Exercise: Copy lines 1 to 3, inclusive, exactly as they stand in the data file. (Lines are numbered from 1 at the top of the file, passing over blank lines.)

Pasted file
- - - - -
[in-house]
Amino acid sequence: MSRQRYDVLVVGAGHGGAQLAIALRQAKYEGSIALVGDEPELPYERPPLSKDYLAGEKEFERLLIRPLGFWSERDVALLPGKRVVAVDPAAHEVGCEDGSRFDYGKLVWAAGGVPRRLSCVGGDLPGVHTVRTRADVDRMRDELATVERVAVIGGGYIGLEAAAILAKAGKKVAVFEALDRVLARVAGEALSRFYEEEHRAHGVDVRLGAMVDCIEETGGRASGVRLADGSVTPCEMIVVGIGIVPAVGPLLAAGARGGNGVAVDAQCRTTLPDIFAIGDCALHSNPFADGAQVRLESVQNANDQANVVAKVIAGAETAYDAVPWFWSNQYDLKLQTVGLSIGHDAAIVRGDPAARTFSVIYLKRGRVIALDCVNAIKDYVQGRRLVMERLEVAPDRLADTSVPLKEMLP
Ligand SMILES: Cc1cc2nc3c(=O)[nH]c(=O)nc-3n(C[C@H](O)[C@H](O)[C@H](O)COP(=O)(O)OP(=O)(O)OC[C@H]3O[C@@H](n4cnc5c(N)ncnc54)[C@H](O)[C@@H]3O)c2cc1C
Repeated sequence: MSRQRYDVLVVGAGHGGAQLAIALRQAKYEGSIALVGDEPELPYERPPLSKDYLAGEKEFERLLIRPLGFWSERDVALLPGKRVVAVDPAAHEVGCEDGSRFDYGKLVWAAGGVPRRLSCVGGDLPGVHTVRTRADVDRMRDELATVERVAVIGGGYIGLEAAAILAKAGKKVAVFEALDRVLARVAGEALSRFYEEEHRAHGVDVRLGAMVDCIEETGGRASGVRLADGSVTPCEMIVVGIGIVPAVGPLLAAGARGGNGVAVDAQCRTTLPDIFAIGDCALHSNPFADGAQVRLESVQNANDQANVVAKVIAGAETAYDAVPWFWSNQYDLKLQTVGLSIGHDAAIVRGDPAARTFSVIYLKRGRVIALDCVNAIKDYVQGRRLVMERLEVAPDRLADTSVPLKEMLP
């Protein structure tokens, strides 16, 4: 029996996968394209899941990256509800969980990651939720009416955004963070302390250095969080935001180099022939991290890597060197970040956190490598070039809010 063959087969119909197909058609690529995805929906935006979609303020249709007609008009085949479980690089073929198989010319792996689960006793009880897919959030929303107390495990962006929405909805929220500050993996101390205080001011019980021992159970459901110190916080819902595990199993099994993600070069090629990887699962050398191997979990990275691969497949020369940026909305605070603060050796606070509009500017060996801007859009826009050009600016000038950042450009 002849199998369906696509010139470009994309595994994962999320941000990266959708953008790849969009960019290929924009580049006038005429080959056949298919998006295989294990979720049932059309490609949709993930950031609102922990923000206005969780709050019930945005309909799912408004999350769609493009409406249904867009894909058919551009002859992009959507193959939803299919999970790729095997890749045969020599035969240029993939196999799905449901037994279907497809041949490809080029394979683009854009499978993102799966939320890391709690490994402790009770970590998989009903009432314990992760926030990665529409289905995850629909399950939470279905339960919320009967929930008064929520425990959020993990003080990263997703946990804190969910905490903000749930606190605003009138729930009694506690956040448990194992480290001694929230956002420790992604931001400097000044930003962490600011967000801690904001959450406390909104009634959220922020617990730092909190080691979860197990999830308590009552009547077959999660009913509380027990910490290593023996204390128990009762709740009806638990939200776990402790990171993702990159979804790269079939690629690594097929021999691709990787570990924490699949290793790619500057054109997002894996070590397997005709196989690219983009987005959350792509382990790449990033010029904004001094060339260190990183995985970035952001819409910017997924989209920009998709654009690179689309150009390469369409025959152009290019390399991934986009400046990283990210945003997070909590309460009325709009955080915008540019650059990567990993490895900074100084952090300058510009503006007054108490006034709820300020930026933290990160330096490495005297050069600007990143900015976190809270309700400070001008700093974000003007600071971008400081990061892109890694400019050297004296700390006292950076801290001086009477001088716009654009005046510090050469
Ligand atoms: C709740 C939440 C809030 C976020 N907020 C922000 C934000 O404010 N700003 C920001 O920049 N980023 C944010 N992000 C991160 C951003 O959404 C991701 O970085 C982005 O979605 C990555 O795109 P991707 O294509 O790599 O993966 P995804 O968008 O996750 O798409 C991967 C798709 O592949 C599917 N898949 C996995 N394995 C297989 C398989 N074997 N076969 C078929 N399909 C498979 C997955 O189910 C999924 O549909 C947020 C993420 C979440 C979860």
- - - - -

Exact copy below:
[in-house]
Amino acid sequence: MSRQRYDVLVVGAGHGGAQLAIALRQAKYEGSIALVGDEPELPYERPPLSKDYLAGEKEFERLLIRPLGFWSERDVALLPGKRVVAVDPAAHEVGCEDGSRFDYGKLVWAAGGVPRRLSCVGGDLPGVHTVRTRADVDRMRDELATVERVAVIGGGYIGLEAAAILAKAGKKVAVFEALDRVLARVAGEALSRFYEEEHRAHGVDVRLGAMVDCIEETGGRASGVRLADGSVTPCEMIVVGIGIVPAVGPLLAAGARGGNGVAVDAQCRTTLPDIFAIGDCALHSNPFADGAQVRLESVQNANDQANVVAKVIAGAETAYDAVPWFWSNQYDLKLQTVGLSIGHDAAIVRGDPAARTFSVIYLKRGRVIALDCVNAIKDYVQGRRLVMERLEVAPDRLADTSVPLKEMLP
Ligand SMILES: Cc1cc2nc3c(=O)[nH]c(=O)nc-3n(C[C@H](O)[C@H](O)[C@H](O)COP(=O)(O)OP(=O)(O)OC[C@H]3O[C@@H](n4cnc5c(N)ncnc54)[C@H](O)[C@@H]3O)c2cc1C